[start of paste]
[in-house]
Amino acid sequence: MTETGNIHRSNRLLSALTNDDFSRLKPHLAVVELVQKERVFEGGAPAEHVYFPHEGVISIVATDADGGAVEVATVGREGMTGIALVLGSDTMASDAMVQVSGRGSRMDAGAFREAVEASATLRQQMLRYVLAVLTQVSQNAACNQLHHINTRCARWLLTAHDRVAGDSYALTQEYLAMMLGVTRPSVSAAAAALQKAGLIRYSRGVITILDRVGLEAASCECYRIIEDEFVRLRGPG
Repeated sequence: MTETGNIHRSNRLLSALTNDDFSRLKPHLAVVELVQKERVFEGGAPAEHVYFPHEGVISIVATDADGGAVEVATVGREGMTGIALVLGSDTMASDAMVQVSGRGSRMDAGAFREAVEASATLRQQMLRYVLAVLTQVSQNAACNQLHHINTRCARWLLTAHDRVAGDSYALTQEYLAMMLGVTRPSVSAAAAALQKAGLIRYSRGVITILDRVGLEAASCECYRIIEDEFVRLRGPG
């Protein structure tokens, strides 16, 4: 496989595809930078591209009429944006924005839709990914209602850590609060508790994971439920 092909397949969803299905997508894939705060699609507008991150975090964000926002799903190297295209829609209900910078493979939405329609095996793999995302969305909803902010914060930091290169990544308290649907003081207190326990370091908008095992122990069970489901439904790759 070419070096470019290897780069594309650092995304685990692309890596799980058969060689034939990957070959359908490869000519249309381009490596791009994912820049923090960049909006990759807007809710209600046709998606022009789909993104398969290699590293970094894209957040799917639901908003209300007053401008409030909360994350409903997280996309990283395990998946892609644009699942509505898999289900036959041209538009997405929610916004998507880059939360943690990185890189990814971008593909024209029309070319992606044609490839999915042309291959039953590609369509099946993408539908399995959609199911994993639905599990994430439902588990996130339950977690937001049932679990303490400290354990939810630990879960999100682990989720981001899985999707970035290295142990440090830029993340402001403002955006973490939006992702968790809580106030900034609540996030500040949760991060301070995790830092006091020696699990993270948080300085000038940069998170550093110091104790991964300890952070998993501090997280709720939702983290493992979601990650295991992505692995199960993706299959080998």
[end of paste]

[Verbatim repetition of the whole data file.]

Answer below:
[in-house]
Amino acid sequence: MTETGNIHRSNRLLSALTNDDFSRLKPHLAVVELVQKERVFEGGAPAEHVYFPHEGVISIVATDADGGAVEVATVGREGMTGIALVLGSDTMASDAMVQVSGRGSRMDAGAFREAVEASATLRQQMLRYVLAVLTQVSQNAACNQLHHINTRCARWLLTAHDRVAGDSYALTQEYLAMMLGVTRPSVSAAAAALQKAGLIRYSRGVITILDRVGLEAASCECYRIIEDEFVRLRGPG
Repeated sequence: MTETGNIHRSNRLLSALTNDDFSRLKPHLAVVELVQKERVFEGGAPAEHVYFPHEGVISIVATDADGGAVEVATVGREGMTGIALVLGSDTMASDAMVQVSGRGSRMDAGAFREAVEASATLRQQMLRYVLAVLTQVSQNAACNQLHHINTRCARWLLTAHDRVAGDSYALTQEYLAMMLGVTRPSVSAAAAALQKAGLIRYSRGVITILDRVGLEAASCECYRIIEDEFVRLRGPG
């Protein structure tokens, strides 16, 4: 496989595809930078591209009429944006924005839709990914209602850590609060508790994971439920 092909397949969803299905997508894939705060699609507008991150975090964000926002799903190297295209829609209900910078493979939405329609095996793999995302969305909803902010914060930091290169990544308290649907003081207190326990370091908008095992122990069970489901439904790759 070419070096470019290897780069594309650092995304685990692309890596799980058969060689034939990957070959359908490869000519249309381009490596791009994912820049923090960049909006990759807007809710209600046709998606022009789909993104398969290699590293970094894209957040799917639901908003209300007053401008409030909360994350409903997280996309990283395990998946892609644009699942509505898999289900036959041209538009997405929610916004998507880059939360943690990185890189990814971008593909024209029309070319992606044609490839999915042309291959039953590609369509099946993408539908399995959609199911994993639905599990994430439902588990996130339950977690937001049932679990303490400290354990939810630990879960999100682990989720981001899985999707970035290295142990440090830029993340402001403002955006973490939006992702968790809580106030900034609540996030500040949760991060301070995790830092006091020696699990993270948080300085000038940069998170550093110091104790991964300890952070998993501090997280709720939702983290493992979601990650295991992505692995199960993706299959080998």